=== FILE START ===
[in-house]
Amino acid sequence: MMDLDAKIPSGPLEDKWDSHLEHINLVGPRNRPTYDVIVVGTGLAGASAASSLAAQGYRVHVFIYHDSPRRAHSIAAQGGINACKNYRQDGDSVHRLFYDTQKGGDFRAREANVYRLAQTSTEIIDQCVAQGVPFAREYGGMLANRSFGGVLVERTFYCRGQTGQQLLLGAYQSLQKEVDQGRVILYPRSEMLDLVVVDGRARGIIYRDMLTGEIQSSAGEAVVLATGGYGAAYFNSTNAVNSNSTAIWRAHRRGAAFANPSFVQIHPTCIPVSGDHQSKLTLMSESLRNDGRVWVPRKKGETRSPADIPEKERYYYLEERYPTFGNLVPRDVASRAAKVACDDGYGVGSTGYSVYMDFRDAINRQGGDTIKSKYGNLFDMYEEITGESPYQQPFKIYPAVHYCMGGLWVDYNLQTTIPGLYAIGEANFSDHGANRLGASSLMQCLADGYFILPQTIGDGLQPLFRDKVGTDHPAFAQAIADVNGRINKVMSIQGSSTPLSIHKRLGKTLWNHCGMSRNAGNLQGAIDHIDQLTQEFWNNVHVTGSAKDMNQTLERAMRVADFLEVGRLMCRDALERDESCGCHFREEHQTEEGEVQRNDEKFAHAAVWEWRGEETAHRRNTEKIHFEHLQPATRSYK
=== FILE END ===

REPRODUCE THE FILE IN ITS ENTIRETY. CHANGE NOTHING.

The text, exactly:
[in-house]
Amino acid sequence: MMDLDAKIPSGPLEDKWDSHLEHINLVGPRNRPTYDVIVVGTGLAGASAASSLAAQGYRVHVFIYHDSPRRAHSIAAQGGINACKNYRQDGDSVHRLFYDTQKGGDFRAREANVYRLAQTSTEIIDQCVAQGVPFAREYGGMLANRSFGGVLVERTFYCRGQTGQQLLLGAYQSLQKEVDQGRVILYPRSEMLDLVVVDGRARGIIYRDMLTGEIQSSAGEAVVLATGGYGAAYFNSTNAVNSNSTAIWRAHRRGAAFANPSFVQIHPTCIPVSGDHQSKLTLMSESLRNDGRVWVPRKKGETRSPADIPEKERYYYLEERYPTFGNLVPRDVASRAAKVACDDGYGVGSTGYSVYMDFRDAINRQGGDTIKSKYGNLFDMYEEITGESPYQQPFKIYPAVHYCMGGLWVDYNLQTTIPGLYAIGEANFSDHGANRLGASSLMQCLADGYFILPQTIGDGLQPLFRDKVGTDHPAFAQAIADVNGRINKVMSIQGSSTPLSIHKRLGKTLWNHCGMSRNAGNLQGAIDHIDQLTQEFWNNVHVTGSAKDMNQTLERAMRVADFLEVGRLMCRDALERDESCGCHFREEHQTEEGEVQRNDEKFAHAAVWEWRGEETAHRRNTEKIHFEHLQPATRSYK